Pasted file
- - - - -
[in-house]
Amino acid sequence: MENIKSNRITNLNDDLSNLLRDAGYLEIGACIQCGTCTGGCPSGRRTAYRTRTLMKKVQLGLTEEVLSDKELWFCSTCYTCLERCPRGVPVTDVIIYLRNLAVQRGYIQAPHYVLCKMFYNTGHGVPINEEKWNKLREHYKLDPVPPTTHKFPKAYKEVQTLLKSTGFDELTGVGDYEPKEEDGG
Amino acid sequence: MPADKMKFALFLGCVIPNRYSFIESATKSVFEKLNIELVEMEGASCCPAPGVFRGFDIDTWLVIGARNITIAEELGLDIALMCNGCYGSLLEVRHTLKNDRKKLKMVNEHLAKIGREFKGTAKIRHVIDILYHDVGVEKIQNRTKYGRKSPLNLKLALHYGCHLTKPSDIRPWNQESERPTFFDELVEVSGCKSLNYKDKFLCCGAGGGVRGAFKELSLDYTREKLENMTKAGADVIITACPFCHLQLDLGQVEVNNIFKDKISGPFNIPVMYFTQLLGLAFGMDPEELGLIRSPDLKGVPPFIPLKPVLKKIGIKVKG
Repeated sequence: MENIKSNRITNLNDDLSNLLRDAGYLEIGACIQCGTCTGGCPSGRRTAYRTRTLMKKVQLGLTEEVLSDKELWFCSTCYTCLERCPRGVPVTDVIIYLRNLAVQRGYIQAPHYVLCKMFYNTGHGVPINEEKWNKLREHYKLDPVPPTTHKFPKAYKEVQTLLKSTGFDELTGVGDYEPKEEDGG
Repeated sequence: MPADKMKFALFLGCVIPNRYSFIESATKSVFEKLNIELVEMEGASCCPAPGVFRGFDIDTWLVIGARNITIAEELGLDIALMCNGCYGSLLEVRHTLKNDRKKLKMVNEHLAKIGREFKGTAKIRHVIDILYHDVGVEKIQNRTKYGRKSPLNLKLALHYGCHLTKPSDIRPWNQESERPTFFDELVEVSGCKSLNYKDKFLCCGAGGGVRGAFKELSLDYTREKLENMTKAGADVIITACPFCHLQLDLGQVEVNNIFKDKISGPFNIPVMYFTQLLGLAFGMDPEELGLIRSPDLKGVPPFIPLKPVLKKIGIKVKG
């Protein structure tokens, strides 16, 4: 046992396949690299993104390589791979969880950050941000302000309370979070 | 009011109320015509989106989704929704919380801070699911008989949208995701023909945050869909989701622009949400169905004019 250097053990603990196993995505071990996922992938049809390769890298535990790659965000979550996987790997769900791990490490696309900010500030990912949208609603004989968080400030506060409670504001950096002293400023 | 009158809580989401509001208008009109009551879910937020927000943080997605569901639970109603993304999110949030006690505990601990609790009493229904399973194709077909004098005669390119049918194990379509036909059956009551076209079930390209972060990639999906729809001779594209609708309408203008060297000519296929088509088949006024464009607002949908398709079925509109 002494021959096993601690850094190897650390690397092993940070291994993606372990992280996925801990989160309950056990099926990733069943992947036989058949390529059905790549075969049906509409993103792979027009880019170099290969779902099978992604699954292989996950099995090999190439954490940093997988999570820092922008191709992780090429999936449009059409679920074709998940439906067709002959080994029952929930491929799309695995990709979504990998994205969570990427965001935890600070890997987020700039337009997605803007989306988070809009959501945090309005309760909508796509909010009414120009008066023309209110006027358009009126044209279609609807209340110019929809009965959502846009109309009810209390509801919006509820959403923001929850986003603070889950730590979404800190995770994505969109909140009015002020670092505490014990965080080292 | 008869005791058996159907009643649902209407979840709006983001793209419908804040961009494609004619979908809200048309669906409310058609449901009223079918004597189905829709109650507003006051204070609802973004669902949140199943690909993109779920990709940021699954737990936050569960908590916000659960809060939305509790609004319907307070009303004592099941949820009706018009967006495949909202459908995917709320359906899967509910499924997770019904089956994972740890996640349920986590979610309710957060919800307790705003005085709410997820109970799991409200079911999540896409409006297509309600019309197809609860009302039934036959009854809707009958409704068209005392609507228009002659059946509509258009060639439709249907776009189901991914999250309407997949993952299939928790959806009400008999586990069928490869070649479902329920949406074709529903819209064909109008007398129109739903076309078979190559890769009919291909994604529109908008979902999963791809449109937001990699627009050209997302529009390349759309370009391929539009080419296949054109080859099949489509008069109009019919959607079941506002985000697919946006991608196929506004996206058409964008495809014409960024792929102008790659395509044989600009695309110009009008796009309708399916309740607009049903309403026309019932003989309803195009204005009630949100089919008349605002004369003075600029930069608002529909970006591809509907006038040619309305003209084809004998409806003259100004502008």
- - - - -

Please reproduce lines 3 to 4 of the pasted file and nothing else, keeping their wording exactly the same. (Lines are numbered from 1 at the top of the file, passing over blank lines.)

Amino acid sequence: MPADKMKFALFLGCVIPNRYSFIESATKSVFEKLNIELVEMEGASCCPAPGVFRGFDIDTWLVIGARNITIAEELGLDIALMCNGCYGSLLEVRHTLKNDRKKLKMVNEHLAKIGREFKGTAKIRHVIDILYHDVGVEKIQNRTKYGRKSPLNLKLALHYGCHLTKPSDIRPWNQESERPTFFDELVEVSGCKSLNYKDKFLCCGAGGGVRGAFKELSLDYTREKLENMTKAGADVIITACPFCHLQLDLGQVEVNNIFKDKISGPFNIPVMYFTQLLGLAFGMDPEELGLIRSPDLKGVPPFIPLKPVLKKIGIKVKG
Repeated sequence: MENIKSNRITNLNDDLSNLLRDAGYLEIGACIQCGTCTGGCPSGRRTAYRTRTLMKKVQLGLTEEVLSDKELWFCSTCYTCLERCPRGVPVTDVIIYLRNLAVQRGYIQAPHYVLCKMFYNTGHGVPINEEKWNKLREHYKLDPVPPTTHKFPKAYKEVQTLLKSTGFDELTGVGDYEPKEEDGG